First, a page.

As briefly mentioned earlier with respect of FIG. 12, a number of auxiliary ports 2 are arrayed around the tee fitting 16 both above and below the vacuum chamber 12. In surface science analysis no single technique provides all the information the researcher would like to have. It is therefore a particular advantage of the spectrometer 10 that it allows additional surface analytical techniques to be incorporated. These ports 2 are used to mount auxiliary sources and detectors for conventional surface analytical techniques. Table I, below, contains a listing of some of the sources and detectors which may be mounted to the ports 2 for performing the techniques indicated in the table. For instance, as illustrated in FIG. 12, a quadrupole detector 54 used for mass spectrometric analysis of residual gases in the vacuum chamber 12 is attached to one of the ports 2. FIG. 12 also illustrates an x-ray source 56 being mounted on another of the auxiliary ports 2. The ports 2 are preferably at 45° to the plane of the vacuum chamber 12 such that they are aimed at the sample surface 78. Moreover, the spectrometer 10 can be constructed such that the ports 2 penetrate only the wall of the tee fitting 16, hence simplifying construction inasmuch as the intersection of the tee fitting 16 with the top and bottom plates 68 and 70 need not be machined to accommodate these ports 2.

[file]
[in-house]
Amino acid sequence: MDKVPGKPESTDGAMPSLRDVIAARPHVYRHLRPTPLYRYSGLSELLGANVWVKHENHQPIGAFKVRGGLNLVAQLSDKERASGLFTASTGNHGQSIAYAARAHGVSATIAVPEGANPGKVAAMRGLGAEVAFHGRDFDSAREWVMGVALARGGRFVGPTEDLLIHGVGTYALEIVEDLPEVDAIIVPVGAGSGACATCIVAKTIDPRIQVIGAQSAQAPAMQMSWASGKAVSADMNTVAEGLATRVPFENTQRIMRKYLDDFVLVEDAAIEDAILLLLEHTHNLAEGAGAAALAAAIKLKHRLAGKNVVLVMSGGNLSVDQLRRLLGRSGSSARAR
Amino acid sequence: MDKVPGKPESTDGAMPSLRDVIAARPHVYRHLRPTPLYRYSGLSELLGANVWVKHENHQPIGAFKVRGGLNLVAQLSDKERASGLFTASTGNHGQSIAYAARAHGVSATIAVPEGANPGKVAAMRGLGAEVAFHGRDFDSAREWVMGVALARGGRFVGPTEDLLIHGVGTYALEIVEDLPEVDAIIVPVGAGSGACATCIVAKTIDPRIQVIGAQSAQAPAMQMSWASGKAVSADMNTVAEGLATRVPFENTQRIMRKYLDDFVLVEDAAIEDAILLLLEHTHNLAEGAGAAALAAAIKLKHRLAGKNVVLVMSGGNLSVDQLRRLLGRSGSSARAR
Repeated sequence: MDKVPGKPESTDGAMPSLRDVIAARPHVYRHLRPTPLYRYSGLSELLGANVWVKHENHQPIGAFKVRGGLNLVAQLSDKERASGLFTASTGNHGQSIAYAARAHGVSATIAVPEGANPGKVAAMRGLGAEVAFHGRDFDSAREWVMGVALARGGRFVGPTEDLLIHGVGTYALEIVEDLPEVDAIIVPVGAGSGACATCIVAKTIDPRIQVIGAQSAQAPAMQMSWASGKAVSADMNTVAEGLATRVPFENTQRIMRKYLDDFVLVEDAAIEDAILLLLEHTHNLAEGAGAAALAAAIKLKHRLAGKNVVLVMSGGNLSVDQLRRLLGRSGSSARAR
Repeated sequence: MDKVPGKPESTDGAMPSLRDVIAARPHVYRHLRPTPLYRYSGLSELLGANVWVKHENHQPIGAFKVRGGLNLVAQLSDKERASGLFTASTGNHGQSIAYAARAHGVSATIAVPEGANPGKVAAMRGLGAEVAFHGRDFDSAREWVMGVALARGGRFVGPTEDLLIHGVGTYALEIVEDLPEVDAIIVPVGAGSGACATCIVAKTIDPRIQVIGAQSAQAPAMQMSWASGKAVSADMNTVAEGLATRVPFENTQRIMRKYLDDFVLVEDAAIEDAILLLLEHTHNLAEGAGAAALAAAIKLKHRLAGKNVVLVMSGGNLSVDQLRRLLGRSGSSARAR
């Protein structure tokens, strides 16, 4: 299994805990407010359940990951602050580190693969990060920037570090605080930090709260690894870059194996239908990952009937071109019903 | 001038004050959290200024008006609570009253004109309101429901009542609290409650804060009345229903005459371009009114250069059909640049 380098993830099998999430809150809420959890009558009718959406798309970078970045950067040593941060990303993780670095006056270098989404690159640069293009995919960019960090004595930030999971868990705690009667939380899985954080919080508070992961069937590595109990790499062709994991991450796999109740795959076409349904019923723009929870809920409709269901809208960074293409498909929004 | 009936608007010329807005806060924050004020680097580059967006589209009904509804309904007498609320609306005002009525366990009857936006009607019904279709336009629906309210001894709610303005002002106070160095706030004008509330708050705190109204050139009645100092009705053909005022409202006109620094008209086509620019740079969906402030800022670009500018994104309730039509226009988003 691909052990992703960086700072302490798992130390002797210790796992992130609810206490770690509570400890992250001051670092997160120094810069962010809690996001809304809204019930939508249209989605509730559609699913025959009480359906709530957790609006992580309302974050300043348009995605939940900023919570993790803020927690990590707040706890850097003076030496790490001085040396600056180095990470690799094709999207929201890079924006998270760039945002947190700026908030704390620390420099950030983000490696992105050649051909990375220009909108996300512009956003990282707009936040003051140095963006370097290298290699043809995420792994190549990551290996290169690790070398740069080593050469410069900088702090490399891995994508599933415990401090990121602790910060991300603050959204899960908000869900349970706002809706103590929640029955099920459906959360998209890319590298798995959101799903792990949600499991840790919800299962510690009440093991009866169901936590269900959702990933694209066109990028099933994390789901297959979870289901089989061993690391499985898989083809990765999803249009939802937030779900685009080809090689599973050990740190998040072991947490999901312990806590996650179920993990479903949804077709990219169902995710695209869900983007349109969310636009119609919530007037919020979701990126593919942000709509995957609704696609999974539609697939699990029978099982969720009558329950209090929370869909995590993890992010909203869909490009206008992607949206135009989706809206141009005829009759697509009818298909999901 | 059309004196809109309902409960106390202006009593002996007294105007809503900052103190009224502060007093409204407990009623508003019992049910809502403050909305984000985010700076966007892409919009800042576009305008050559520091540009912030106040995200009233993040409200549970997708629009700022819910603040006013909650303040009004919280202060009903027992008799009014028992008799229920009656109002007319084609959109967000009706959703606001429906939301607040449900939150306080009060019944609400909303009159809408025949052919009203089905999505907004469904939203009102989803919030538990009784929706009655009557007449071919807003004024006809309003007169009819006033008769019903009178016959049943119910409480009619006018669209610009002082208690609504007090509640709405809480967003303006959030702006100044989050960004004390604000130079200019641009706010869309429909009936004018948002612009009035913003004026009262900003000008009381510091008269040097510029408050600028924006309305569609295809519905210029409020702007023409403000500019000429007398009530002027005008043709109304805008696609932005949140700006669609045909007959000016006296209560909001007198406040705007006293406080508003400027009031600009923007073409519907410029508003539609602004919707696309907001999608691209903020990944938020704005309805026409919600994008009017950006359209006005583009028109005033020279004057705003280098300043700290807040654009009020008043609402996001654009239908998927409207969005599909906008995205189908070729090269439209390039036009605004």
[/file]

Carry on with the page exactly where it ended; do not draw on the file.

TABLE I______________________________________Technique Source Particle Detected Analyzer______________________________________scattering ion scattered ion TOF "drift space"scattering ion scattered ion electrostaticscattering ion neutrals TOF "drift space"recoiling ion ions TOF; ESArecoiling ion neutrals TOF "drift space"Auger electron electron ESAAuger ion electron ESAXPS x-ray electron ESAUPS uv* electron ESALEED electron electron LEED opticsmass spec electron ions quadrupole bombard- ment______________________________________ ESA = electrostatic analyzer (mass spectrometer function for residual gas analysis) *Helium resonance lamp such as that described by Lancaster et al. in the Journal of Electron Spectroscopy and Related Phenomena, 14 (1978) 143-153 the teachings of which are incorporated by reference.